Heaven's Reach: 6 Pocketbok – 25 Maj 2021
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Prepare for a harrowing ride through the universe by the New York Times-bestselling author of Startide Rising and The Postman.
Book Three in the Uplift Storm Trilogy
The peaceful existence of six outcast races on Jijo has ended. Ancient enemies, the Jophur, have discovered them, preparing to subject the refugees to their dark, perverted plans.
The Jijoans' only hope is the same ship that accidently led their foes to the planet. The Earthship Streaker, with its crew of uplifted dolphins and a human commander, must somehow lure the Jophur into a chase through space . . . into the unknown. And then into the weird.
More than just the fate of Jijo--or that of distant Earth, also suffering a deadly siege--hangs in the balance. Some believe a terrifying prophecy is about to come true, one that involves Streaker's trove of artifacts coveted by factions throughout all Five Galaxies. As countless white dwarf stars verge on unexpected explosion, all sentient life in the universe appears to be at risk unless someone can save them.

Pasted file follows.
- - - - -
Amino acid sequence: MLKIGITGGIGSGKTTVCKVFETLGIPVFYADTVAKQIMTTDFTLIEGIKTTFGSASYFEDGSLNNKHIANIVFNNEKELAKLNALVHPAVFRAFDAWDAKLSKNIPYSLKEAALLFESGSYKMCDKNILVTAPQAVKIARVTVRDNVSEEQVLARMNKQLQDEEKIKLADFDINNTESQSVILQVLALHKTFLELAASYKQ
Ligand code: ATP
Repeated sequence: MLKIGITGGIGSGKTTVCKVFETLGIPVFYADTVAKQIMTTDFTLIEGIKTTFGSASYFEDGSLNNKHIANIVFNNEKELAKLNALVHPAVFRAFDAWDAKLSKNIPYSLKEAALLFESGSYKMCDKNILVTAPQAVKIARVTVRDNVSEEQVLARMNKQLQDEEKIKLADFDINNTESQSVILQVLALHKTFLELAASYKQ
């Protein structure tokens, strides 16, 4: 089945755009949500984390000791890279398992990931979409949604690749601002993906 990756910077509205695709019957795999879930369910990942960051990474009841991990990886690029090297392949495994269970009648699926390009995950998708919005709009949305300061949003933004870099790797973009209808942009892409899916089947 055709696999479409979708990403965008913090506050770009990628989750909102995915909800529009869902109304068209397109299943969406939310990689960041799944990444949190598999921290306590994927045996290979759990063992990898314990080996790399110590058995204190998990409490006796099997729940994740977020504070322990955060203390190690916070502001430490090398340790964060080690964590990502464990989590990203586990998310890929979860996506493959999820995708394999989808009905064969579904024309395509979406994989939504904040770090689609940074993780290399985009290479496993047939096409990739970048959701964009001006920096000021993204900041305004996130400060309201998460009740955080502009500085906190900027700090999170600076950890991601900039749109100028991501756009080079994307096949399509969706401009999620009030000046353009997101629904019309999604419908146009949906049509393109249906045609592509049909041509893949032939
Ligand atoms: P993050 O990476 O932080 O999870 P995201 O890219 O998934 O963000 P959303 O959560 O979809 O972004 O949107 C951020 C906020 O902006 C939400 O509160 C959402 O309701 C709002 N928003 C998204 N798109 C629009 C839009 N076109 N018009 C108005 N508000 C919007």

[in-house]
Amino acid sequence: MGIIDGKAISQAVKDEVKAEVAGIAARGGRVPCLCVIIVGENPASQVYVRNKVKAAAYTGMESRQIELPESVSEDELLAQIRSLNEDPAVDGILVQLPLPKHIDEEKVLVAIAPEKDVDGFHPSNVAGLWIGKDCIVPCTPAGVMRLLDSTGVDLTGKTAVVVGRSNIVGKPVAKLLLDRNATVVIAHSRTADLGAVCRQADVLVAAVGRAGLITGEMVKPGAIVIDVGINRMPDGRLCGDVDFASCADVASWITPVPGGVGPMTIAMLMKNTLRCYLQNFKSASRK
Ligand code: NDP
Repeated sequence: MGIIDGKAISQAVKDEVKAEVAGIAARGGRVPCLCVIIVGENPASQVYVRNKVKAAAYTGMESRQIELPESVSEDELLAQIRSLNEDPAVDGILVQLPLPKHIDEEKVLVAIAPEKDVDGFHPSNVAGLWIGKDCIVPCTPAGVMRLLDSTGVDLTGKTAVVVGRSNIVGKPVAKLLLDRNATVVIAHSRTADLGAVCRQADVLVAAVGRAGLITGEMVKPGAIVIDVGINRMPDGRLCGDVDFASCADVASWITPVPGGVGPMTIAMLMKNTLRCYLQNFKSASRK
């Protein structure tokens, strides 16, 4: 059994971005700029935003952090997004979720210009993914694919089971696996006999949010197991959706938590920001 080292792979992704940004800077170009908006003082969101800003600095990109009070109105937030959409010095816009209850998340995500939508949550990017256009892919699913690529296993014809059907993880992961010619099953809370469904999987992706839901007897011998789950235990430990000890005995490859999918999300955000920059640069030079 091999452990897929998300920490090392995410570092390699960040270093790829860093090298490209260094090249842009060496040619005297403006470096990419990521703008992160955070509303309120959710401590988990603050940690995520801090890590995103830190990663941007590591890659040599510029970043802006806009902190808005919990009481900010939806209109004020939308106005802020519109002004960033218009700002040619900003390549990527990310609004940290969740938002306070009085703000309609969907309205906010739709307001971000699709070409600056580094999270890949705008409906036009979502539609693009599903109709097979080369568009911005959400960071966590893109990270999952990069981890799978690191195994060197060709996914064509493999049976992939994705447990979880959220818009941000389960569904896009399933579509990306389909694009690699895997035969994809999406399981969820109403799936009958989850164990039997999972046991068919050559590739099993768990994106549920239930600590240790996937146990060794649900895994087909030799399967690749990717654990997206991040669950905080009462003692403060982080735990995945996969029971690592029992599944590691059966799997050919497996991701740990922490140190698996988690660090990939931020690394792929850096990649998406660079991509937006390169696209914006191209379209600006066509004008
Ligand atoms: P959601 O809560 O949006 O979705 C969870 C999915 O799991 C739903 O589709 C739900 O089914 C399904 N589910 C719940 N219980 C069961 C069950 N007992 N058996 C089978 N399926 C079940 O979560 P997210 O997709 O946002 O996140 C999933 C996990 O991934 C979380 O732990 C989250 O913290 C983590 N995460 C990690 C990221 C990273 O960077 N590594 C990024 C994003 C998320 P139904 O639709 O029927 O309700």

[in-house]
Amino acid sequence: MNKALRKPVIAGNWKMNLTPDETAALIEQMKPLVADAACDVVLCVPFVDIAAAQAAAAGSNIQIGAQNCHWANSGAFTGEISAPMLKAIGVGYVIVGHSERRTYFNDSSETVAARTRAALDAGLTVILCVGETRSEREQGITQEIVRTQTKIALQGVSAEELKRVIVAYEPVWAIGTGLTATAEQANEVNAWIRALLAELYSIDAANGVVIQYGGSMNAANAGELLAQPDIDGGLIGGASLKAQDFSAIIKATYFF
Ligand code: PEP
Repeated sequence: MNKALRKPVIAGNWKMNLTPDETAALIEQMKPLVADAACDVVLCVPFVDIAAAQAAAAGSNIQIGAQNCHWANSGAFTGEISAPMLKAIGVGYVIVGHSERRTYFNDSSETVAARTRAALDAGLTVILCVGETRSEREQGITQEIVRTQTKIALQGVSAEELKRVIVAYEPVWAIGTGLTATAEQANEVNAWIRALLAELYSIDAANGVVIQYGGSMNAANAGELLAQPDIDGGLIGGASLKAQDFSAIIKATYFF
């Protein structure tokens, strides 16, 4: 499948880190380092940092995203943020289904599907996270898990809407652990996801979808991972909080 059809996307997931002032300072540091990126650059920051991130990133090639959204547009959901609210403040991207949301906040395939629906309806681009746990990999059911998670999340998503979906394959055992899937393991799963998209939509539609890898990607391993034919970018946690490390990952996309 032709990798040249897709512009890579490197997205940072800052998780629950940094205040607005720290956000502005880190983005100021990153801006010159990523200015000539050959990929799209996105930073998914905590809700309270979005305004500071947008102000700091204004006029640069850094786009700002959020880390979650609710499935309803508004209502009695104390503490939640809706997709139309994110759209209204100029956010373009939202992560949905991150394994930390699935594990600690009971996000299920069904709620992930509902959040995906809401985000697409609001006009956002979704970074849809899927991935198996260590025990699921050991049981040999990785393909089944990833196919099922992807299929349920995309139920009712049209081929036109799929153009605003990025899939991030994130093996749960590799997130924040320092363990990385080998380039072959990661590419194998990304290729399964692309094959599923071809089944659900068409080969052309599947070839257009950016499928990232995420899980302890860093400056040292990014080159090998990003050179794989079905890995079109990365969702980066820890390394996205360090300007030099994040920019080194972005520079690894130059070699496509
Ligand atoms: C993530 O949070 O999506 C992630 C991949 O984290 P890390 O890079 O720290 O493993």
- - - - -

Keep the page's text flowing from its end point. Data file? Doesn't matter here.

Praise for the Hugo and Nebula Award-winning Uplift Saga
"The Uplift books are as compulsive reading as anything ever published in the genre." --The Encyclopedia of Science Fiction
"An extraordinary achievement." --Poul Anderson, award-winning author of Tau Zero, on Startide Rising
"An exhilarating read that encompasses everything from breathless action to finely drawn moments of quiet intimacy." --Locus on The Uplift War
"Tremendously inventive, ambitious work." --Kirkus Reviews on Brightness Reef
- Utgivare : Open Road Media Science & Fantasy (25 Maj 2021)
- Språk : Engelska
- Pocketbok : 368 sidor
- ISBN-10 : 1504064755
- ISBN-13 : 978-1504064750
- Rangordning för bästsäljare: #84,626 i Böcker (Visa Topp 100 i Böcker)
- #791 i Science fiction-äventyr
Populäraste recensionerna från andra länder